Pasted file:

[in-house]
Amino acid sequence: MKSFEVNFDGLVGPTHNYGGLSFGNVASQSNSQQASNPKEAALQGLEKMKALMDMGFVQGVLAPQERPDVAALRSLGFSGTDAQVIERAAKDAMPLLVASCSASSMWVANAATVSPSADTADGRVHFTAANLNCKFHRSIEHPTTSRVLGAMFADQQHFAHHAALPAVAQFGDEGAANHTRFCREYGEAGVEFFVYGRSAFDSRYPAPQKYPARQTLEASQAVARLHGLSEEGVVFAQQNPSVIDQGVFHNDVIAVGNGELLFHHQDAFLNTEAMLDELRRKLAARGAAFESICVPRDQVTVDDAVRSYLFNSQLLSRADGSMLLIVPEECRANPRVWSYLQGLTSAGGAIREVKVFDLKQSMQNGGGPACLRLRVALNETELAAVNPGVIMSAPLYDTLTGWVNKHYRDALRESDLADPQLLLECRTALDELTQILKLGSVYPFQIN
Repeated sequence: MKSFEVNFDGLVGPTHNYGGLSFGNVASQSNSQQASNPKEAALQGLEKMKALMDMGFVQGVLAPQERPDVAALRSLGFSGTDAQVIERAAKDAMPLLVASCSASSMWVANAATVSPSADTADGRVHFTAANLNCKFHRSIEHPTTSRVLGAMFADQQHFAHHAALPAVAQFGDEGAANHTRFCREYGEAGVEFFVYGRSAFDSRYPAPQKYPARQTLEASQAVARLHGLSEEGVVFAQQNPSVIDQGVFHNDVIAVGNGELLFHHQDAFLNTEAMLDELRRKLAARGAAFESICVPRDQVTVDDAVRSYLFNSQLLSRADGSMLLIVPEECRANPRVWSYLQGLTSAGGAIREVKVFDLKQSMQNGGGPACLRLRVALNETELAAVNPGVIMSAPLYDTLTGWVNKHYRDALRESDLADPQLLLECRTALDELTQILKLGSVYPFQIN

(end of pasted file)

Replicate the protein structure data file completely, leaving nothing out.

[in-house]
Amino acid sequence: MKSFEVNFDGLVGPTHNYGGLSFGNVASQSNSQQASNPKEAALQGLEKMKALMDMGFVQGVLAPQERPDVAALRSLGFSGTDAQVIERAAKDAMPLLVASCSASSMWVANAATVSPSADTADGRVHFTAANLNCKFHRSIEHPTTSRVLGAMFADQQHFAHHAALPAVAQFGDEGAANHTRFCREYGEAGVEFFVYGRSAFDSRYPAPQKYPARQTLEASQAVARLHGLSEEGVVFAQQNPSVIDQGVFHNDVIAVGNGELLFHHQDAFLNTEAMLDELRRKLAARGAAFESICVPRDQVTVDDAVRSYLFNSQLLSRADGSMLLIVPEECRANPRVWSYLQGLTSAGGAIREVKVFDLKQSMQNGGGPACLRLRVALNETELAAVNPGVIMSAPLYDTLTGWVNKHYRDALRESDLADPQLLLECRTALDELTQILKLGSVYPFQIN
Repeated sequence: MKSFEVNFDGLVGPTHNYGGLSFGNVASQSNSQQASNPKEAALQGLEKMKALMDMGFVQGVLAPQERPDVAALRSLGFSGTDAQVIERAAKDAMPLLVASCSASSMWVANAATVSPSADTADGRVHFTAANLNCKFHRSIEHPTTSRVLGAMFADQQHFAHHAALPAVAQFGDEGAANHTRFCREYGEAGVEFFVYGRSAFDSRYPAPQKYPARQTLEASQAVARLHGLSEEGVVFAQQNPSVIDQGVFHNDVIAVGNGELLFHHQDAFLNTEAMLDELRRKLAARGAAFESICVPRDQVTVDDAVRSYLFNSQLLSRADGSMLLIVPEECRANPRVWSYLQGLTSAGGAIREVKVFDLKQSMQNGGGPACLRLRVALNETELAAVNPGVIMSAPLYDTLTGWVNKHYRDALRESDLADPQLLLECRTALDELTQILKLGSVYPFQIN